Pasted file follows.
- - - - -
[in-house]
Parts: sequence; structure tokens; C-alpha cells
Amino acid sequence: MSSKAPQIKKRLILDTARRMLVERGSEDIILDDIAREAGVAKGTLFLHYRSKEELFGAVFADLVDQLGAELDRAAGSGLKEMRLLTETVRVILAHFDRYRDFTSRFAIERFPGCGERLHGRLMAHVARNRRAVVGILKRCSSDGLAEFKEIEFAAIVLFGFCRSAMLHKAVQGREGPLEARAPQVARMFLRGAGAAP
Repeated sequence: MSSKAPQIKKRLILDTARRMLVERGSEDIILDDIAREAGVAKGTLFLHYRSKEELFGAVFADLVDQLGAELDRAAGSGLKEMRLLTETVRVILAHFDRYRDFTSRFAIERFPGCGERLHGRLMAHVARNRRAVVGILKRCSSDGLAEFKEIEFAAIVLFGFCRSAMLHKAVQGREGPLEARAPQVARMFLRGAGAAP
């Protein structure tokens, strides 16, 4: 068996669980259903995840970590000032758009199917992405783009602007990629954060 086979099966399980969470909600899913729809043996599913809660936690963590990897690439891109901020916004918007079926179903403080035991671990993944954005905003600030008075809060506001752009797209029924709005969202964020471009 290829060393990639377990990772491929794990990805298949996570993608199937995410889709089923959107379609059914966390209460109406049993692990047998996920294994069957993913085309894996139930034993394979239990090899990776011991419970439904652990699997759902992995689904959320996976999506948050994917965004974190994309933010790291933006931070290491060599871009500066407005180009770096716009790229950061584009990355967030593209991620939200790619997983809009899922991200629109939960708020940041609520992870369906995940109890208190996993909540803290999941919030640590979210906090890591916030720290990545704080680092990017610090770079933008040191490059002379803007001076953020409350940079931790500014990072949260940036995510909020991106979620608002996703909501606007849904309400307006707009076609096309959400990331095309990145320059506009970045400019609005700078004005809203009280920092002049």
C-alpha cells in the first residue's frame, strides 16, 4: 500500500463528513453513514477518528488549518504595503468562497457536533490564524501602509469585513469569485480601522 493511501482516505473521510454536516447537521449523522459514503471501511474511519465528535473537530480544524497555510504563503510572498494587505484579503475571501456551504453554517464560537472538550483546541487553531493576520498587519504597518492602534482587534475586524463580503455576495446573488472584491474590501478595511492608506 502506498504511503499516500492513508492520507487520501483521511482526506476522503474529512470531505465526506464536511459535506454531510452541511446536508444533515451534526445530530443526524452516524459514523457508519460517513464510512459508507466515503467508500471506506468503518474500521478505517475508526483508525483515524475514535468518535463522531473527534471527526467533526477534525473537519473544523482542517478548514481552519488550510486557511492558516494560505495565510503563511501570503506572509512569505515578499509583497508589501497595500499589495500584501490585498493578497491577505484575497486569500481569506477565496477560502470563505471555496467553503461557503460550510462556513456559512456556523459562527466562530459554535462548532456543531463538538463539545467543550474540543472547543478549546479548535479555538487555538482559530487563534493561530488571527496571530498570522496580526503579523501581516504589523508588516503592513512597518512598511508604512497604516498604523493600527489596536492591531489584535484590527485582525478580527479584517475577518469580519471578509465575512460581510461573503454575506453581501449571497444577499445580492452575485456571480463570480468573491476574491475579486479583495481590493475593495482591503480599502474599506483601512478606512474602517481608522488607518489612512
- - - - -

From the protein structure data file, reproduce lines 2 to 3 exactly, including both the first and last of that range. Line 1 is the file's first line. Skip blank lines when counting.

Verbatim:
Parts: sequence; structure tokens; C-alpha cells
Amino acid sequence: MSSKAPQIKKRLILDTARRMLVERGSEDIILDDIAREAGVAKGTLFLHYRSKEELFGAVFADLVDQLGAELDRAAGSGLKEMRLLTETVRVILAHFDRYRDFTSRFAIERFPGCGERLHGRLMAHVARNRRAVVGILKRCSSDGLAEFKEIEFAAIVLFGFCRSAMLHKAVQGREGPLEARAPQVARMFLRGAGAAP